Who is the Bad Actor

By Kanbawza Win | 20 May 2012

The US has suspended economic sanctions on Burma as President Obama marks the beginning of a new chapter in the relationship between the United States and Burma, and had nominated Derek Mitchell as the first American ambassador in 22 years. The aim is to support reformers in government and civil society, facilitating broad-based economic development, and bringing Burma out of isolation and into the international community. It also claims that sanctions will now specifically target "bad actors" But the question is who are the bad actors?

Contemporary history of Burma has proven that since 1962, the Myanmar Army better known as Tatmadaw, which is the pocket army of the Generals is public enemy Number One. This remains to be true up to this day. Originally it was the people’s army founded by Bogyoke Aung San (father of Daw Aung San Suu Kyi), until 1958 when they have a chance to taste power as a caretaker government because of the inability of the civilian administration, somewhat similar to the a Weimar Republic of Germany before Hitler assumes power. Since then the Tatmadaw is unable to let go off the power up to this day.

General Ne Win used the Tatmadaw to propel his Burmese Way to Socialism taking the country from the rice bowl to the rice hole of Asia, the bottom line is the country cannot wriggled out of the world’s LDC (Least Developed Country) status. The people of Burma could not bear it any longer that they embarked upon the 1988 democracy uprising. Again the Burmese Generals used the Tatmadaw and shoot point blank range into the crowds and even inside the General hospital, a stigma which they can never erase. Seeing the people suffer so much at the hands of the Tatmadaw the Buddhist clergy could no longer stay aloof and in 2007 embarked on a peaceful protest only to be gunned down mercilessly by the marauding soldiers. Even now the Tatmadaw rewarded the commander who implemented the order Colonel Aung Kyaw to sit smart at the Burmese parliament. This is but one of the examples as there are several hundreds, if not thousands whose hands are still covered with blood that has all become the gentleman of Naypyidaw.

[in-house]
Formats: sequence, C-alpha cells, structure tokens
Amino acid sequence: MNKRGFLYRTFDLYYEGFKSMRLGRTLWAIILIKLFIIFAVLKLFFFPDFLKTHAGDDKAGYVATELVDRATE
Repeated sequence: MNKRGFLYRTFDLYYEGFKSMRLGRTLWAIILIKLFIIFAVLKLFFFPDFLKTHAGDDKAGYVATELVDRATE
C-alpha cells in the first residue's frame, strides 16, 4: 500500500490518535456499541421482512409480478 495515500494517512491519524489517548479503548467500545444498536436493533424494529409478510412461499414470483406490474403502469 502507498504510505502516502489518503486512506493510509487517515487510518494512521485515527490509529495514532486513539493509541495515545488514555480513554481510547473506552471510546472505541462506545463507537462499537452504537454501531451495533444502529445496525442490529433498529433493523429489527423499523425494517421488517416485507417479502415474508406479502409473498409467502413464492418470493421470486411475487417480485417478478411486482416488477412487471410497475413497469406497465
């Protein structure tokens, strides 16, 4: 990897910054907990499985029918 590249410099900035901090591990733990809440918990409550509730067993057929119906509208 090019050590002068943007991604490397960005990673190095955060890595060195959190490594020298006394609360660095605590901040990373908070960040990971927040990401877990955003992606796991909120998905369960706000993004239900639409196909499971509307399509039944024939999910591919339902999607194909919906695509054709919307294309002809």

The Tatmadaw is a state within a state since the 60s and implement only when it serve its interest and what more authentic prove is needed as even today Tatmadaw has twice over the past six months ignored President Thein Sein’s public orders to halt the offensive against the KIO and is bent on ethnic cleansing and did not recognize the Union of Burma. In other words Tatmadaw is the public enemy number one for the people of Burma.

Currently the NLD has played down its latest protest insisting not a “boycott”, but a “postponement” of its immediate tactics. Yet the underlying problem is fundamental to the country’s hopes of democracy. That is the Nargis Constitution foisted on the people of Burma by the former Junta in a farcical referendum in 2008 (a 92.48% “yes” vote on a turnout of 98.12% in a poll held just after the devastation and chaos of Cyclone Nargis). The row was over the oath used to swear in members of parliament, requiring them to promise to “safeguard” this constitution. The oath is actually incorporated as an annex to the constitution itself. And one of that charter’s most objectionable features is that it can only be amended with the consent of 75% of the members of parliament. (Another fact is that 25% of the seats are reserved for the army.) The upset has drawn attention to the big unanswered questions about Burma’s “democratisation”. Will the Tadmadaw ever accept amendment of the constitution? And, if not, what meaning will democracy have?

Clearly it was a document of the Tatmadaw, by the Tatmadaw, for the Tatmadaw. The president must have “military knowledge”. “All affairs” of the Tatmadaw including budgets and promotions, are beyond the pale of civilian control. A state of emergency can be declared by the president after consultation with a National Defence Security Council, dominated by the Tatmadaw high command and the ministry of defence. Thereafter, power is transferred to the Tatmadaw commander-in-chief, who has the right to exercise the powers of legislature, executive and judiciary. It also provides immunity to the former Junta for any misdeeds in office.